Covid-19 wage subsidy relief for companies that missed deadline
Revenue relents on strict rules to help save jobs and businesses
Companies that narrowly missed a deadline to qualify for the temporary Covid-19 wage subsidy scheme should be shown some leniency, the Green Party has said. Photograph: Alan Betson
Companies that missed a Revenue deadline to qualify for the Covid-19 temporary wage subsidy have been given a lifeline by the Revenue Commissioners.
The emergency support scheme, which pays up to 85 per cent of take-home wages up to €410 a week, was designed to ensure that companies were able to keep workers on their books despite the economic crisis. But many companies were locked out of the scheme after failing to file their payroll data with Revenue on time.
The Revenue Commissioners announced on Friday that it will now permit those employers to avail of the scheme as long as the employees in question were on the company payroll at the end of February and those details were submitted to Revenue by April 1st. The original deadline had been March 15th.
Companies must have filed all previous monthly payroll data by the March 15th deadline.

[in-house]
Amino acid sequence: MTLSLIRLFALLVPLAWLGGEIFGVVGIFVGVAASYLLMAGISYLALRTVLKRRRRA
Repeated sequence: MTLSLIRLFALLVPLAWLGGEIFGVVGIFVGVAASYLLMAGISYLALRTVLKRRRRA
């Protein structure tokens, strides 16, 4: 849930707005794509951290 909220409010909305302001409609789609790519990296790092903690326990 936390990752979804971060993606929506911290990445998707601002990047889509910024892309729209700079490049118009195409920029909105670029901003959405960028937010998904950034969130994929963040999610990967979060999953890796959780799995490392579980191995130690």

Revenue had turned down appeals from companies that had narrowly missed the deadline, saying that it was bound by the legislation which specifically stated compliance with the payroll return date as a condition for entry to the scheme.
The Department of Finance had noted that the deadline had been put in place to prevent abuse of the scheme.
Revenue said it had loosened the rules for companies looking to enter the scheme “having regard to the overarching ambition of the TWSS [temporary wage subsidy scheme] to maintain links between employers and employees to the greatest extent possible”.
“Any employers that were previously unable to access the TWSS and who meet the revised criteria are now included in the scheme,” the tax authorities said in a statement.
Back on payroll
Revenue also noted that employees who were laid off after February 29th, could be taken back on to the payroll for the purposes of the scheme.
A number of companies had said that they would have to let staff go because they found themselves locked out of the emergency programme.
Separately, it has emerged that women who were on maternity leave in February but who have since returned to work have also been excluded from the emergency support scheme as they were not on the company payroll at the end of February. Although they were employees at the time, they were in receipt of social welfare maternity pay and so were not included in the payroll data.
Many of those affected are among the lower paid, who are most vulnerable in the current economic shutdown. The latest Revenue climbdown will not accommodate these women.